• There are lots of reasons why these aren't the same, some more technical than others. But to give you an idea without worrying about being 100% technically accurate: imagine a hot sheet of metal whose temperature you're trying to measure. First you might "discretize" the sheet by chopping it up into little pieces. Then you might "quantize" each piece's temperature by touching your old-fashioned alcohol-based thermometer to it and marking the closest square on the graph paper beside it. Finally you might "digitize" your results by expressing them as numbers. All these steps are independent. – Mehrdad Jan 16 '17 at 12:58
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    ...Important takeaways: (1) discretization does not necessarily even involve values or numbers... you can discretize anything, even your sandwich, (2) quantization is arguably about approximation and therefore involves numeric values, but doesn't concern itself with how those values are represented (the grid lines you marked on paper are not themselves numbers/digital; they're merely quantizations of what you measured), and (3) digitization doesn't necessarily even involve approximation (y = x * x is a 5-character digital description of a smooth curve). @PeriataBreatta – Mehrdad Jan 16 '17 at 13:16
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To critique your question, I don't think "digitize" is an acceptable verb since it's ambiguous and non-technical. The word discretize would be more apt, since what you're actually describing is an arbitrary function or process which takes values from the discrete to the continuous. And to perform that process, we estimate a continuous range of values between two known discrete points.

In short, the word you're looking for is interpolate.

From Wikipedia:

In the mathematical field of numerical analysis, interpolation is a method of constructing new data points within the range of a discrete set of known data points.

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    Not sure about this at all. Interpolation doesn't imply converting to analogue: it's just a necessary step towards analogue reconstruction. I could just be re-sampling to change the data rate. – SusanW Jan 16 '17 at 18:20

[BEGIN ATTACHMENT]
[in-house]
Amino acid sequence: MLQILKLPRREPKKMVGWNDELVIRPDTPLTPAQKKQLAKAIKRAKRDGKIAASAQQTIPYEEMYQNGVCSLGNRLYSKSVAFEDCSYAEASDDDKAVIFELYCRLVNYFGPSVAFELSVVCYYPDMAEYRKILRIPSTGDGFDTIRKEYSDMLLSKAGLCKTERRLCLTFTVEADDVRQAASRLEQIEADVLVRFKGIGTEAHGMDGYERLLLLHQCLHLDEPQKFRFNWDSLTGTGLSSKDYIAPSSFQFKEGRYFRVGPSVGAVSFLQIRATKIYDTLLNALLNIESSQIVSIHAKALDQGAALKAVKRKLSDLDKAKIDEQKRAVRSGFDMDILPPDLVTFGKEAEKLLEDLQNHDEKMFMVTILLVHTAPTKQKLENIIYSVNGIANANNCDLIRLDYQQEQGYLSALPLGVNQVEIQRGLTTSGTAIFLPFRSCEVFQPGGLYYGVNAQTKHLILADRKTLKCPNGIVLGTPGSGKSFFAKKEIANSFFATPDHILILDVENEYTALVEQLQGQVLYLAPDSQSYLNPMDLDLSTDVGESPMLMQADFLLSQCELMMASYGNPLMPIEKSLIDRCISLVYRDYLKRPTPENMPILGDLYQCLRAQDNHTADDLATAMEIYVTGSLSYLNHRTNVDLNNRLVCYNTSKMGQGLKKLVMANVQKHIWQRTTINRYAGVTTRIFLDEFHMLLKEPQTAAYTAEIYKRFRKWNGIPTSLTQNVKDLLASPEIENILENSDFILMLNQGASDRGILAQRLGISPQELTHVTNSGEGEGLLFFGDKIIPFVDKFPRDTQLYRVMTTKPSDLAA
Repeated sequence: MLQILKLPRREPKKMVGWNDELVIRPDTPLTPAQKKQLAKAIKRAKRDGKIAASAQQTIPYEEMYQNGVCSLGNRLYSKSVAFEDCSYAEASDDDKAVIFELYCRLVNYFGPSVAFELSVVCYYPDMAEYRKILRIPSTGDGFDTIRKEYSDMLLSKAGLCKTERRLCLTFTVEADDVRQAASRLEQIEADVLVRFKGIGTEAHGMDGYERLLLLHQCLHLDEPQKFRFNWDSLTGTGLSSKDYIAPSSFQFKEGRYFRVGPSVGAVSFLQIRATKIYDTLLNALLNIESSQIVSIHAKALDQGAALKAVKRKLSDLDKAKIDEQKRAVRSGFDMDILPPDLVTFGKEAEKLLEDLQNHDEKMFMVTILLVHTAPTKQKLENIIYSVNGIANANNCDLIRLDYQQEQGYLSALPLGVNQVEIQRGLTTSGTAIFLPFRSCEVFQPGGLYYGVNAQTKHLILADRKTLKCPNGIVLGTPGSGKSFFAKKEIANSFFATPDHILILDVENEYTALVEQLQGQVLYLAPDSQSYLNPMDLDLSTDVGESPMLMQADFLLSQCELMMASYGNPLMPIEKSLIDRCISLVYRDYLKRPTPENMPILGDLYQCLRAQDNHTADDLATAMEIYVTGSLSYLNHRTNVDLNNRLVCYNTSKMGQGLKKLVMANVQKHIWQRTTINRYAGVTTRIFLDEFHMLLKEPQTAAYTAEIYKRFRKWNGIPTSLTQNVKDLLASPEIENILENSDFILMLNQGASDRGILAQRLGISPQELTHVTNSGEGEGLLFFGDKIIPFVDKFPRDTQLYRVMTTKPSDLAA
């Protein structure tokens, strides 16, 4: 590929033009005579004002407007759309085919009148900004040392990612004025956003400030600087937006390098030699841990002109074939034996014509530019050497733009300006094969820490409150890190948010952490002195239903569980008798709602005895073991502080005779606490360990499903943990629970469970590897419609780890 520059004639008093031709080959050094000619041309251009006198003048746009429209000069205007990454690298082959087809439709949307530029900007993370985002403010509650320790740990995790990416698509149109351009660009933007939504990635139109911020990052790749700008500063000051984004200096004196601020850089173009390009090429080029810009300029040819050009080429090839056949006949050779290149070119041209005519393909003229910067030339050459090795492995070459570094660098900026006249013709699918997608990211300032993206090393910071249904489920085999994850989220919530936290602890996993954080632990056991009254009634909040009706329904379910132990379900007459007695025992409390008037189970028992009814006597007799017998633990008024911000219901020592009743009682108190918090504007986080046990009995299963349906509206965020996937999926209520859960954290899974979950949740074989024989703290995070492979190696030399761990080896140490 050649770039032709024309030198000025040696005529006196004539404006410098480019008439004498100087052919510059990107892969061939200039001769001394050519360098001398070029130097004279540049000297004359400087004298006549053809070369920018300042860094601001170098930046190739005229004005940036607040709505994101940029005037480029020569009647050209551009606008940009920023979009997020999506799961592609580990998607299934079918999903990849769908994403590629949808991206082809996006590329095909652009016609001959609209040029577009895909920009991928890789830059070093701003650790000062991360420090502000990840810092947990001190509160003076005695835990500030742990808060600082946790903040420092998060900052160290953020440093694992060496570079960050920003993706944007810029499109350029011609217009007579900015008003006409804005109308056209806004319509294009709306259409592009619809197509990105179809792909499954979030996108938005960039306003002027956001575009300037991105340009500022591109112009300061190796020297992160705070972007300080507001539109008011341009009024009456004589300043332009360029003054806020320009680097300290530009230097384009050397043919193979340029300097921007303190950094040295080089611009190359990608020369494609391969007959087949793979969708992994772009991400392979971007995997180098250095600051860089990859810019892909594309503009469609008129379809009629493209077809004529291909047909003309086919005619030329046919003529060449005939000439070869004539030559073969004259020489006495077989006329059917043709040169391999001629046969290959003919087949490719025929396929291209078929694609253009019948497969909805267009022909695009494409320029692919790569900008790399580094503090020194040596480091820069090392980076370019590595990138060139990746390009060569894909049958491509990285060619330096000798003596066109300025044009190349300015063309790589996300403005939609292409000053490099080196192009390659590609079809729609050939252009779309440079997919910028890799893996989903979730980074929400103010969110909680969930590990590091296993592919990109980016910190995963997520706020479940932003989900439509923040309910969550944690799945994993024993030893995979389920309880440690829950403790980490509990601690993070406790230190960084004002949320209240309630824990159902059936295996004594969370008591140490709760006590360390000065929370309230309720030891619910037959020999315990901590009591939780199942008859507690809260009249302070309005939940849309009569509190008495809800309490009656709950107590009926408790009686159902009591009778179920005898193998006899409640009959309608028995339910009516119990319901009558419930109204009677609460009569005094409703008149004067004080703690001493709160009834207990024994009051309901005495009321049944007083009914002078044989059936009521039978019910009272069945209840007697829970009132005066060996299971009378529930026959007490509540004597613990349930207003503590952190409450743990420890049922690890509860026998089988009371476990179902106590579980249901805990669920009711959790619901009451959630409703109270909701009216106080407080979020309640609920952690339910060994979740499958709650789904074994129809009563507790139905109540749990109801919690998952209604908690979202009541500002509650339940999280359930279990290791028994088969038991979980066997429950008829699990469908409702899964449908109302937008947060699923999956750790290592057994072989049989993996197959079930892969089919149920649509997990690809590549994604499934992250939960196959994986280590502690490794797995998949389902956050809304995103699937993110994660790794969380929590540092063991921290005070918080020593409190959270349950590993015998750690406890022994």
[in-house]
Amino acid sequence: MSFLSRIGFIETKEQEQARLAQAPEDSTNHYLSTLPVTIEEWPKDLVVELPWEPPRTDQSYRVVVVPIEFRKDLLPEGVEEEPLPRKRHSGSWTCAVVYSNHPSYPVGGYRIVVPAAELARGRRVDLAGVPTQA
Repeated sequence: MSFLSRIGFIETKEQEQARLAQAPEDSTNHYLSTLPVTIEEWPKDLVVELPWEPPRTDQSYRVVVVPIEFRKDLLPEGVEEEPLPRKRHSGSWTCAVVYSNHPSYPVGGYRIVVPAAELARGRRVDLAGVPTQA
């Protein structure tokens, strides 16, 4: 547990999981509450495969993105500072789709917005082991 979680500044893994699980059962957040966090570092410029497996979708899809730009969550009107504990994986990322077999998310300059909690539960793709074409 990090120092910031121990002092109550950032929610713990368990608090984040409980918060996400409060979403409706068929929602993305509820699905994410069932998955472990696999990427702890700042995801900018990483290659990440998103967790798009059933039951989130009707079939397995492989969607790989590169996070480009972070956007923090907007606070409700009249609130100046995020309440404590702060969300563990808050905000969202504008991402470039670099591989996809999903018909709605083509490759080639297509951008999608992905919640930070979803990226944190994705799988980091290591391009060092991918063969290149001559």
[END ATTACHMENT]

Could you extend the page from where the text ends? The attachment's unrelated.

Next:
• "Digitize" is absolutely an acceptable verb. You read too much into the OP's question by assuming that he isn't looking for a technical term, and you also consider this a technical term even though it is one which is used by non-technical people for non-technical reasons. – Beanluc Jan 16 '17 at 18:59
  • Rather than assuming the OP is or is not looking for a technical term, let's ask him – barbecue Jan 16 '17 at 19:31
  • @SusanW You're right, interpolation doesn't necessarily imply conversion to analogue but conversion to analogue definitely implies interpolation. – Daniel van Flymen Jan 17 '17 at 2:51
  • @Beanluc "Digitize" is pretty broad, and so I felt that "discretize" is more precise and technical since the OP is asking for clarification of a process. But I'm happy to amend my answer if they reply here. – Daniel van Flymen Jan 17 '17 at 2:56
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Analogize. You are making an "analog" of the original source by way of a digital sampling.

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    + 1. It follows the standard pattern (seen in humanize, vaporize etc.). Of course another meaning has preempted the word. But there is no reason the word shouldn't have a second meaning. It might come to if digital-to-analogue conversion became as commonplace as analogies. / Most of the other answers are describing what happens when you analogize (in our new sense), not naming the process. – Catomic Jan 17 '17 at 5:07
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You might be talking about moving from one storage\playback protocol\format to another.

e.g Convert a .mp3 music file (compressed, lossy) to .wav (bitmap, uncompressed, lossless)

In that case you would say you were re-encoding or converting it to another format\protocol.

VLC, for example, uses the term convert.

0

"Convert".

An analog-to-digital converter digitizes, but what a digital-to-analog converter does is, it converts.

This is assuming that what you want to capture in your analog medium is something which is already in digital format. If it's not, then what you want to do is to simply "record" it.

0